12. ^ Cimini, Rich (December 2, 2007). "On silver anniversary of Mud Bowl, Jets vs. Dolphins has taken turn for worst". New York Daily News. http://www.nydailynews.com/sports/football/jets/2007/12/02/2007-12-02_on_silver_anniversary_of_mud_bowl_jets_v.html. Retrieved December 8, 2009. 
  13. ^ "Old School Packers". Milwaukee Journal-Sentinel. http://www2.jsonline.com/packer/insider/history/oldschool/. Retrieved 2006-11-30. 
  14. ^ Roy Taylor. "1989 Chicago Bears". BearsHistory.com. http://www.bearshistory.com/seasons/1989chicagobears.aspx. Retrieved 2006-11-30. 
  15. ^ "Philadelphia Eagles History". http://www.bleedinggreennation.com/2008/10/4/628142/eagles-redskins-history-th. 
  16. ^ Dillon, Dennis (July 3 2000). "They Meet Again - Mike Jones, Kevin Dyson - review last play of Super Bowl 2000 - Interview". The Sporting News. http://findarticles.com/p/articles/mi_m1208/is_27_224/ai_63323402. Retrieved 2008-05-02. 
  17. ^ ESPN.com - Page2 - 100 Greatest Super Bowl Moments
  18. ^ "Buccaneers.com - The Answer Man, Series 3, Vol. 7". 2006-01-16. http://www.buccaneers.com/news/newsdetail.aspx?newsid=4980. Retrieved 2006-07-07. 
  19. ^ "Hair length proposal delayed until May; defensive helmet radios approved". ESPN. 2008-04-01. http://sports.espn.go.com/nfl/news/story?id=3323895. Retrieved 2008-04-01. 
  20. ^ a b c d e f g h "Rules of the Name, or How The Emmitt Rule Became the Emmitt Rule". Professional Football Researchers Association, Mirrored at the Internet Archive. http://web.archive.org/web/20071211145916/http://www.footballresearch.com/articles/frpage.cfm?topic=rulesname. Retrieved 2009-03-31. 
  21. ^ Pasquarelli, Len (2001-07-20). "CBA inertia? It's a first-rounder's main problem". ESPN.com. http://static.espn.go.com/nfl/trainingcamp01/s/2001/0720/1228997.html. Retrieved 2006-07-07. 
  22. ^ "NFL adopts 'Hochuli rule' to make loose balls reviewable". http://www.usatoday.com/sports/football/nfl/2009-03-25-rule-changes_N.htm. Retrieved 2009-11-30. 
  23. ^ "Raider Rules". raidershistory.net. 2007-02-21. http://www.raidershistory.net/modules.php?op=modload&name=News&file=article&sid=33. Retrieved 2007-10-13. 
  24. ^ "NFL approves 'Hines Ward rule'". Post-Gazette. March 24, 2009. http://www.post-gazette.com/pg/09083/957938-100.stm. Retrieved September 28, 2009. 
  25. ^ DeFazio, Tony (2007-01-27). "Up Close with Mel Blount". Pittsburgh Sports Report. http://www.steelergridiron.com/history/articlemelinterview.html. Retrieved 2007-02-03.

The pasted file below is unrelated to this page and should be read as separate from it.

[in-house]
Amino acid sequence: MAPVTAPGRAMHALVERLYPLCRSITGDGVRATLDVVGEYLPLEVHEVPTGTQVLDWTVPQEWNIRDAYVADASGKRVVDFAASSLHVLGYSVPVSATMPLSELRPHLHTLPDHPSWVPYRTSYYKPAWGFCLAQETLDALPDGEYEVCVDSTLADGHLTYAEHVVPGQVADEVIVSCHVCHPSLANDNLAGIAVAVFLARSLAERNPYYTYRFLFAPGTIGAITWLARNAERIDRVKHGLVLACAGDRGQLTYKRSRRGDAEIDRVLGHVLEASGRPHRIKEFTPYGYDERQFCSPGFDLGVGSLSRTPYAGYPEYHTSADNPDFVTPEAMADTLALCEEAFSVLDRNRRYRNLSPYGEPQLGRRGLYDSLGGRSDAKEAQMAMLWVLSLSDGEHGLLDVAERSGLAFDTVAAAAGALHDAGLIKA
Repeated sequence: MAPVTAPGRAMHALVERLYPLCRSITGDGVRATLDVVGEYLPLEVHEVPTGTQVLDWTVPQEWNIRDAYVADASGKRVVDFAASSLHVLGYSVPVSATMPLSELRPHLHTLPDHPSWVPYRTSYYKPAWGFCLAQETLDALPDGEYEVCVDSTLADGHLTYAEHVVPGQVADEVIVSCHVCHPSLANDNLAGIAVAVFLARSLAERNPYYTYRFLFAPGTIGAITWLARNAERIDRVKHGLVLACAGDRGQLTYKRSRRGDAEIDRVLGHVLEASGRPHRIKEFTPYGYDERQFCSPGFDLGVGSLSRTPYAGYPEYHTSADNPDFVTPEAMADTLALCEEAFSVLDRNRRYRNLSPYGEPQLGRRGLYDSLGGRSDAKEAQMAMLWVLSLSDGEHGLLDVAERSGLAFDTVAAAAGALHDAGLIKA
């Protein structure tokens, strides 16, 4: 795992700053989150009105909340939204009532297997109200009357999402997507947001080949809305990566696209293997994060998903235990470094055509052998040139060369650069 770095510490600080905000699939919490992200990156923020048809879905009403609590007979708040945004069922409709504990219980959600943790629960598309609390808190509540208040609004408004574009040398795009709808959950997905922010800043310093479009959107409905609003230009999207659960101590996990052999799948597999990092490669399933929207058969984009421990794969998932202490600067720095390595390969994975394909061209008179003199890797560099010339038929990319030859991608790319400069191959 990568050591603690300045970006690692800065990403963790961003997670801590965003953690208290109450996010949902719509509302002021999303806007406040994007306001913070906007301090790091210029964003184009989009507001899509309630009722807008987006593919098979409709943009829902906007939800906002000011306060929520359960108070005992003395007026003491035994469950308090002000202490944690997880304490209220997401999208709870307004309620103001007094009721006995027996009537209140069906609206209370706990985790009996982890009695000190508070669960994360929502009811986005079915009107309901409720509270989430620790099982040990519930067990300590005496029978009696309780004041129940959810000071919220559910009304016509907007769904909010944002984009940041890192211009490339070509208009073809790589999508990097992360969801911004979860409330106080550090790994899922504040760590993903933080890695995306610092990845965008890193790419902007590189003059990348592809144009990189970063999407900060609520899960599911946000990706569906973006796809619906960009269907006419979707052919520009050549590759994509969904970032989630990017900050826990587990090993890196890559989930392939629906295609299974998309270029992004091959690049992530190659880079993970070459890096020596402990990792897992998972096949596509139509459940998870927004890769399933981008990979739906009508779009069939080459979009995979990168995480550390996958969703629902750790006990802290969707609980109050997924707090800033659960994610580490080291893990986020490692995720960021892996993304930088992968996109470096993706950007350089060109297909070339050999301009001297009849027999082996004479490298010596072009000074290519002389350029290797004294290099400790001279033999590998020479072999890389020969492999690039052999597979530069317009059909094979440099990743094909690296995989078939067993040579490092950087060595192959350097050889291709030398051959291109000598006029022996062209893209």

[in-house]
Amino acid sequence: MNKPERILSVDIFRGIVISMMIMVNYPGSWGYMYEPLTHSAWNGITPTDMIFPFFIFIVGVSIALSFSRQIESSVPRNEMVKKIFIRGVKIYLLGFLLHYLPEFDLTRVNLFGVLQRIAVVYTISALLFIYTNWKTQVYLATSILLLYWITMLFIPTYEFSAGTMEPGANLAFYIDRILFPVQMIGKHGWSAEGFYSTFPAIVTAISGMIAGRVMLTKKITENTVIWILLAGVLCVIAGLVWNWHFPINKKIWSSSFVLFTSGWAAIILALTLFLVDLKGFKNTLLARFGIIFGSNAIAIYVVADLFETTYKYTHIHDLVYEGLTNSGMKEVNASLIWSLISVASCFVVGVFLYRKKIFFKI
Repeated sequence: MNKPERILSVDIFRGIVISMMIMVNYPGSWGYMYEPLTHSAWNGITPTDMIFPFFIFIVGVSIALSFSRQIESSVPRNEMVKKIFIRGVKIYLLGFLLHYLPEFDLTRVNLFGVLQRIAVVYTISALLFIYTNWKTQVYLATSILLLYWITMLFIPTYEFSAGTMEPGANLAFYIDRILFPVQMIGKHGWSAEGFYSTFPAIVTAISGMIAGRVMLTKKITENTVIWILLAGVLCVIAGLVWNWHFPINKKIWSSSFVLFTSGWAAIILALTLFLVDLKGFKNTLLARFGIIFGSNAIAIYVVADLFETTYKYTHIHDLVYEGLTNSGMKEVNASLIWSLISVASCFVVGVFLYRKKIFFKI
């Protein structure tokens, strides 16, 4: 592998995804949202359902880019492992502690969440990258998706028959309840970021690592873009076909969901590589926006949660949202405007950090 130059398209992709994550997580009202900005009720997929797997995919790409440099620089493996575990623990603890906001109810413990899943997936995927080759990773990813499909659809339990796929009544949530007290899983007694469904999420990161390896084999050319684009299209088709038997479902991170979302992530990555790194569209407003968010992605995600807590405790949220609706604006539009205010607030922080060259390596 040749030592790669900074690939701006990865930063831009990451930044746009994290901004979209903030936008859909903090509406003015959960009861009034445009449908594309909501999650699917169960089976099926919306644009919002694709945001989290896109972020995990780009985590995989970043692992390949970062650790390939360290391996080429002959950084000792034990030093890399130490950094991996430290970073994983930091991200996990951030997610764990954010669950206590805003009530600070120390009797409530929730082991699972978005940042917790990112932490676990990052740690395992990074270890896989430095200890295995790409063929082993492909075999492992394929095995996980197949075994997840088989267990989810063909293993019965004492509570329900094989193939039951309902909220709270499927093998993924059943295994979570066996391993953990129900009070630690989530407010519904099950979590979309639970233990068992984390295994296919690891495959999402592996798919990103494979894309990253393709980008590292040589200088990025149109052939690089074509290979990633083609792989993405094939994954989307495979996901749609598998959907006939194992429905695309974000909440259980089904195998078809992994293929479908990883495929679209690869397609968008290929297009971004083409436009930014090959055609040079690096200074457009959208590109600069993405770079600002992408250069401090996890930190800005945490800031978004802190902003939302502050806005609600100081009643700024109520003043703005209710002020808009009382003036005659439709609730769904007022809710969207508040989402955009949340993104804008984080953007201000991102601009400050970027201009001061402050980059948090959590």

26. ^ Goldberg, Dave (1998-03-26). "Upon further review, replay is dead --again". SouthCoastToday.com. http://www.s-t.com/daily/03-98/03-26-98/d04sp269.htm. Retrieved 2006-10-02. 
  27. ^ Freeman, Mike (1998-03-29). "PRO FOOTBALL: NOTEBOOK; Now They All Want To Be in Cleveland". NYTimes.com. http://query.nytimes.com/gst/fullpage.html?sec=health&res=9C04EFDD123BF93AA15750C0A96E958260. Retrieved 2006-10-02. 
  28. ^ "Owners table re-seeding playoffs proposal; pass other rules". ESPN.com. 2008-04-01. http://sports.espn.go.com/nfl/news/story?id=3325273. Retrieved 2008-04-01. 
  29. ^ Wickersham, Seth (2008-03-27). "Hair today, gone tomorrow?". ESPN The Magazine. http://sports.espn.go.com/nfl/columns/story?columnist=wickersham_seth&id=3315138. Retrieved 2008-03-28. 
  30. ^ Thanks to Rooney Rule, Doors Opened
  31. ^ Gosselin, Rick (2005-05-26). "'Roy Williams Rule' passed by NFL owners". The Dallas Morning News. http://www.nfl.com/nflnetwork/story/7841922. Retrieved 2006-07-07. 
  32. ^ "Chargers LB supports the "Merriman Rule"". Denver Post. 2007-02-07. http://www.denverpost.com/headlines/ci_5172209. Retrieved 2007-02-28. 
  33. ^ ""Rules of the Name, or How the Emmitt Rule Became the Emmitt Rule,"". http://www.footballresearch.com/articles/frpage.cfm?topic=rulesname.  Professional Football Researchers Association
  34. ^ "Official NFL Rulebook 2006". http://blogmedia.thenewstribune.com/media/2006%20NFL%20RULEBOOK.pdf.  See Rule 5, Section 3, Article 3 Paragraph (g)
  35. ^ "NFL.com - Laying down the Law in New England". http://www.nfl.com/nflnetwork/story/7841922. Retrieved 2006-07-07. 
  36. ^ D, MJ (2009-03-26). "The NFL Continues the Re-Writing of the rule book". Yahoo. http://sports.yahoo.com/nfl/blog/shutdown_corner/post/The-NFL-continues-the-re-writing-of-the-rule-boo?urn=nfl,150662. Retrieved 2009-03-26.